After reading this article in today’s Wall Street Journal (“The Suit That Turns Me Into a VIP”), I couldn’t help but wonder how many of us solo diners have received poor service in restaurants not, as we assumed, because we were solo diners, but because we weren’t dressed in more expensive clothing? (Which is, of course, equally wrong.) The author, Christina Binkley, writes:
As a woman at midlife, I find that if I want notice, I must command it. Waiters can be slow to respond to my black Banana Republic pantsuits. But they “ma’am” my St. John. Store clerks glide over to offer coffee while I browse. Maitre d’s offer hangers for my jacket.
Fascinating. (First off, I read Ms. Binkley’s name too fast the first time around and thought it was Christie Brinkley writing the article. I thought “Oh please, she could wear a burlap bag and get great service.” Which is a whole other topic for another day.)
Has this ever happened to you? Has it ever happened to me, I wonder? I rarely dine at expensive restaurants, but I wonder how much of a service difference I would experience if I wore nice slacks and my $600 leather jacket versus nice slacks and my $40 fleece jacket? I might just have to test that theory. How else do we explain the vast difference in reviews of some solo diners visiting the same restaurant–where one received impeccable service and was made to feel like royalty, while the other was crammed into a table near the kitchen and ignored? Different waiter? Or the waiter was having a bad day? Or the one at the kitchen table looked like a bad tipper?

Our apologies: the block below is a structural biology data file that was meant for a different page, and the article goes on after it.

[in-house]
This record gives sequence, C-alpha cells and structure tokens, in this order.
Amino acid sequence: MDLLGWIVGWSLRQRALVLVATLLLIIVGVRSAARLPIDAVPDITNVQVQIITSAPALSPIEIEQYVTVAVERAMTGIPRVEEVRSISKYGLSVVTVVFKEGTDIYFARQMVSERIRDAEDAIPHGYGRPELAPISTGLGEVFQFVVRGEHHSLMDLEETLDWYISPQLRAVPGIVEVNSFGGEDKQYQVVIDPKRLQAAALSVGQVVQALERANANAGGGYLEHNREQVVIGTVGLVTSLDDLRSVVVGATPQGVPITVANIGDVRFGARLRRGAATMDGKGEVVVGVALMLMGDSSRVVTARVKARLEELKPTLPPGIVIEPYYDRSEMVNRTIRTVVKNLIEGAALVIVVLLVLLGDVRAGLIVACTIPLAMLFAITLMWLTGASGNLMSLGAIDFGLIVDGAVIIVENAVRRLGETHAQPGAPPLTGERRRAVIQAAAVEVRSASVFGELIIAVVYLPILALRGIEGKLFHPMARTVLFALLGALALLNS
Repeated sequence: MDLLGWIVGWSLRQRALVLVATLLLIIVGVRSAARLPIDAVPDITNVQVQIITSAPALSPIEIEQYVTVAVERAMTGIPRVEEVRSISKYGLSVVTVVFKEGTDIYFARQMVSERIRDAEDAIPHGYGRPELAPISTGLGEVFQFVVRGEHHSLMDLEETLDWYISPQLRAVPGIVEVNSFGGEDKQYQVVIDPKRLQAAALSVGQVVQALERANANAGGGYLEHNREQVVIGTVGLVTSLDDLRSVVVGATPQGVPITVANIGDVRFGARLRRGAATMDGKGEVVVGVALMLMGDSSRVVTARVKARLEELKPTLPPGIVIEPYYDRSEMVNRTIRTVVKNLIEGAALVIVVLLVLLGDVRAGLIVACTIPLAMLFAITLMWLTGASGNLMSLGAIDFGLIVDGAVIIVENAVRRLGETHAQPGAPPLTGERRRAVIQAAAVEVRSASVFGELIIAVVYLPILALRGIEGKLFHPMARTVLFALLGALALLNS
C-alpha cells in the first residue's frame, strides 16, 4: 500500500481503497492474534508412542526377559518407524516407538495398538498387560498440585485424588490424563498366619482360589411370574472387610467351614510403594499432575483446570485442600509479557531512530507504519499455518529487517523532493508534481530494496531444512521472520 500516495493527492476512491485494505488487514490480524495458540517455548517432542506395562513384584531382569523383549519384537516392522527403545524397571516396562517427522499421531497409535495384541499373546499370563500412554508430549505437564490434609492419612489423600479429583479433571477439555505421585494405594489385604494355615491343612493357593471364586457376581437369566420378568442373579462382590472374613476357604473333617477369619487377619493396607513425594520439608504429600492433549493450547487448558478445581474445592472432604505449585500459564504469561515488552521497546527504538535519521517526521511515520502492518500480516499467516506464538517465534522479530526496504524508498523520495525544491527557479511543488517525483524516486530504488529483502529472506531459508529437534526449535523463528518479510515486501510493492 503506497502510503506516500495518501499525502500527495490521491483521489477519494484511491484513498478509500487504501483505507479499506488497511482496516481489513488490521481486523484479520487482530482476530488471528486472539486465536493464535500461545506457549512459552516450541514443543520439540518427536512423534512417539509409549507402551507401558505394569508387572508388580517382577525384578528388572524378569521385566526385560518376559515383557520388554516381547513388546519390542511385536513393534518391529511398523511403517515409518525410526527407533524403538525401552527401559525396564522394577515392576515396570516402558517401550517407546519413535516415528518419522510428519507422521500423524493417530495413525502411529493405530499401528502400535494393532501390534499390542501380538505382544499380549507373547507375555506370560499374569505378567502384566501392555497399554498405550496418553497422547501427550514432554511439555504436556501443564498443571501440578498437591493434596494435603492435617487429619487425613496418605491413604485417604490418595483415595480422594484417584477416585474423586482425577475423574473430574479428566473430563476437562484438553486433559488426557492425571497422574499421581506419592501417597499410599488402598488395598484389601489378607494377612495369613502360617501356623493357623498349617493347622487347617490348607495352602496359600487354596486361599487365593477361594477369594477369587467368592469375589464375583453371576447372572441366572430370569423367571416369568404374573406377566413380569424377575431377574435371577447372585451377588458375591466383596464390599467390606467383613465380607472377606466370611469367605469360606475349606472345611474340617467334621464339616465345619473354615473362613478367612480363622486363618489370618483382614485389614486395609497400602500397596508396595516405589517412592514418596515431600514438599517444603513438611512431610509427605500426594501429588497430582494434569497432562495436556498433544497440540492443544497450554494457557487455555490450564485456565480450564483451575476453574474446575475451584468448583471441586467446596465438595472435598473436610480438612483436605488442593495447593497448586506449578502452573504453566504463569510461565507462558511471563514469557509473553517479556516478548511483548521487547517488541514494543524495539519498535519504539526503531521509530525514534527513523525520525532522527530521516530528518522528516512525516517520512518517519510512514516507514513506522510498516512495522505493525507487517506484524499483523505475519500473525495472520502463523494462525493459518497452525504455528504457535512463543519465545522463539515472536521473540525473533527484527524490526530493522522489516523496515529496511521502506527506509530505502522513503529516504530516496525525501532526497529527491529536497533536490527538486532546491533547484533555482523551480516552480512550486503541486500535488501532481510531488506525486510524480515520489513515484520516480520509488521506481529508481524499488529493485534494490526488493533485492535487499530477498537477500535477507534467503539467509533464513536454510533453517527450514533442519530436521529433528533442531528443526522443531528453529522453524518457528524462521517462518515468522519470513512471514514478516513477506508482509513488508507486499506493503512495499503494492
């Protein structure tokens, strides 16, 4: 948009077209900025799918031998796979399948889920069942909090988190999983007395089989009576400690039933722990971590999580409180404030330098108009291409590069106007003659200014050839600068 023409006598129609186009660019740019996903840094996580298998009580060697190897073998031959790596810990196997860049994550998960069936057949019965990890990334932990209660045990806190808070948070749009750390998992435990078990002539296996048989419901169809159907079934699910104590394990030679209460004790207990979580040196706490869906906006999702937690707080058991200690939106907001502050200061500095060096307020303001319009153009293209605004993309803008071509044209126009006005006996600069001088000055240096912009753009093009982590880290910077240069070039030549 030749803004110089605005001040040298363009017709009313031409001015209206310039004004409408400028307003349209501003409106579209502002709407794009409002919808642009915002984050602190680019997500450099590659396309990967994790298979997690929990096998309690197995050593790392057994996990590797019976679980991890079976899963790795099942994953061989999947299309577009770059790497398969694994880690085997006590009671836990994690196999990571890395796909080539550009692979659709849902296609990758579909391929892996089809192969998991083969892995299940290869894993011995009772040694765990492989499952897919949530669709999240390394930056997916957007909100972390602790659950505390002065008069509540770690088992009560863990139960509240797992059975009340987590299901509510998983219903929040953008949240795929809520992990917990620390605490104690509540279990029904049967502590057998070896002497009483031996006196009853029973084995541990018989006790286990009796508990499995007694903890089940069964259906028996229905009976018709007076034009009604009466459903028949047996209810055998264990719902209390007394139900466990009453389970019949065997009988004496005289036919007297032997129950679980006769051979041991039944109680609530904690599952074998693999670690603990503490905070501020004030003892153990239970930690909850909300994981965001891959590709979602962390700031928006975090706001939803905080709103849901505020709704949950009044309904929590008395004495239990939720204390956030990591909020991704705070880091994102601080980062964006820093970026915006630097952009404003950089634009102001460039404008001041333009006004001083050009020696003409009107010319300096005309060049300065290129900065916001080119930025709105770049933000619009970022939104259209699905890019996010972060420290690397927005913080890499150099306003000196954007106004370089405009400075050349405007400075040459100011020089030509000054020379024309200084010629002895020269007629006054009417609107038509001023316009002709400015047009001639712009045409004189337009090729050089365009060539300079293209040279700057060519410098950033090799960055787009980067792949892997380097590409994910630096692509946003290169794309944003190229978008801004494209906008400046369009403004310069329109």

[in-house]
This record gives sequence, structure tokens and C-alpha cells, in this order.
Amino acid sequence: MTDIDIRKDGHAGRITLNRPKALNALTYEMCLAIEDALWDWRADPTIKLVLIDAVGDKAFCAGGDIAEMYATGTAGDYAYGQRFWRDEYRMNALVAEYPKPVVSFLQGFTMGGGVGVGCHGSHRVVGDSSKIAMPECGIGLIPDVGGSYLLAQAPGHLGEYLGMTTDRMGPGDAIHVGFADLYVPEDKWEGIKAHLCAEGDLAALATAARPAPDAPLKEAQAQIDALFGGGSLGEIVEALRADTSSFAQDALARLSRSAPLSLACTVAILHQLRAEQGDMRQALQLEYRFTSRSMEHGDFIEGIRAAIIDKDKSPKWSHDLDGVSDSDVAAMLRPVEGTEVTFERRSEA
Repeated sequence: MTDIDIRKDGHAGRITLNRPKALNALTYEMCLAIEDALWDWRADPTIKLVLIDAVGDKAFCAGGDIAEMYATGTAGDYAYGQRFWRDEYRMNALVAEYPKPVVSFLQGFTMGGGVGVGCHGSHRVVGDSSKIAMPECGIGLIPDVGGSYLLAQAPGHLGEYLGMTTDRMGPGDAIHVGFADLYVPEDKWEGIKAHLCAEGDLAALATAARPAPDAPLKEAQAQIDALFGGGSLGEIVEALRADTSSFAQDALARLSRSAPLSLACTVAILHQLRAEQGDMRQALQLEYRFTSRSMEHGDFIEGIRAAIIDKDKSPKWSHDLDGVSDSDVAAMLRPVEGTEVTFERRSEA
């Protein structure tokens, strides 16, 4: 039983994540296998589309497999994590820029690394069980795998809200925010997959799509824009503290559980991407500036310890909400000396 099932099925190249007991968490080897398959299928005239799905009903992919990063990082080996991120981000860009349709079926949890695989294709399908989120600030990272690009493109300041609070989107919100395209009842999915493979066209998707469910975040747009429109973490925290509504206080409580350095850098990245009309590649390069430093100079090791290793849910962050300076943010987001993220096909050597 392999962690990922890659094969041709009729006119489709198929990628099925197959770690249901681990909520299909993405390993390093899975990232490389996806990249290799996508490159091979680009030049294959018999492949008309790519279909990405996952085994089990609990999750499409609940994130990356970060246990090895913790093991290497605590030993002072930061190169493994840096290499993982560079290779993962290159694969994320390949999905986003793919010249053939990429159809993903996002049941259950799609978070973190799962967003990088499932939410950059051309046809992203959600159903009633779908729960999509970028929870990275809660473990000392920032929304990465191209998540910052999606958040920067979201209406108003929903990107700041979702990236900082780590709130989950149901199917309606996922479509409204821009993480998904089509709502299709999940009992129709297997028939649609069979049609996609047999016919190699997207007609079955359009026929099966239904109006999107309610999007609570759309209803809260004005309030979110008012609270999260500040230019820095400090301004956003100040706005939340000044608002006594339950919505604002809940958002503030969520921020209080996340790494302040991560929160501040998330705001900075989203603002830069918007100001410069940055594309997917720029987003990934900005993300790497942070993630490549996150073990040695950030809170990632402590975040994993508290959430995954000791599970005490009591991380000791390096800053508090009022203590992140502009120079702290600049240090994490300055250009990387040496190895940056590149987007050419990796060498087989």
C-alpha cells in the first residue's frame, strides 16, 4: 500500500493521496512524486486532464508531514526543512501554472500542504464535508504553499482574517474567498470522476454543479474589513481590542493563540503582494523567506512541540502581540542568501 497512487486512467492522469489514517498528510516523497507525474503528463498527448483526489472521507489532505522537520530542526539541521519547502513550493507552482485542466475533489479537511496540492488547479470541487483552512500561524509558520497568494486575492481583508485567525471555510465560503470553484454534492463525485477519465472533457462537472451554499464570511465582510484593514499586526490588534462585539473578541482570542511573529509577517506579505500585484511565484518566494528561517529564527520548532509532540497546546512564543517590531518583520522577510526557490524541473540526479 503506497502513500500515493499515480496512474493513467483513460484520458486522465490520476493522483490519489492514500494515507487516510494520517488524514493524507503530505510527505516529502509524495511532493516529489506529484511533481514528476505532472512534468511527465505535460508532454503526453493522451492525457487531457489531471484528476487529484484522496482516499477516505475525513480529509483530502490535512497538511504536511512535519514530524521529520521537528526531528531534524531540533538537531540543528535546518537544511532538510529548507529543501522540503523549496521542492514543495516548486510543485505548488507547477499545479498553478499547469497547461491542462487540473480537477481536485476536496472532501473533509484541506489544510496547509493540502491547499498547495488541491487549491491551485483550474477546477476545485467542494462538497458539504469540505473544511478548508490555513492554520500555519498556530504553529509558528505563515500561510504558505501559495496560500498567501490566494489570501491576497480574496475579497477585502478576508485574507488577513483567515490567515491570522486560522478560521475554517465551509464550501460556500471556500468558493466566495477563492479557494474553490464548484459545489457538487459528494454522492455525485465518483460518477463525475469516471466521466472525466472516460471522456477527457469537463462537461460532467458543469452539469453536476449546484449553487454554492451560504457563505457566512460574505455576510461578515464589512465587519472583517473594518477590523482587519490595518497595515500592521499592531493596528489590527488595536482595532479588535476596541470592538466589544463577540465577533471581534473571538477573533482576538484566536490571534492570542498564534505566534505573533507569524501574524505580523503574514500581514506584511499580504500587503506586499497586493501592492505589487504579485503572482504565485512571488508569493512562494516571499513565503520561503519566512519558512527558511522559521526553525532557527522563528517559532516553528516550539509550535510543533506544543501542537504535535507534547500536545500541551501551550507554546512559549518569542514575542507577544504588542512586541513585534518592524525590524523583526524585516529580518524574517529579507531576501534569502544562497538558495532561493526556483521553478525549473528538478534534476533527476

If you’ve ever noticed a difference in your treatment as a solo diner at a particular restaurant from one visit to the next based on your attire, I would love to hear about it. It’s definitely food for thought.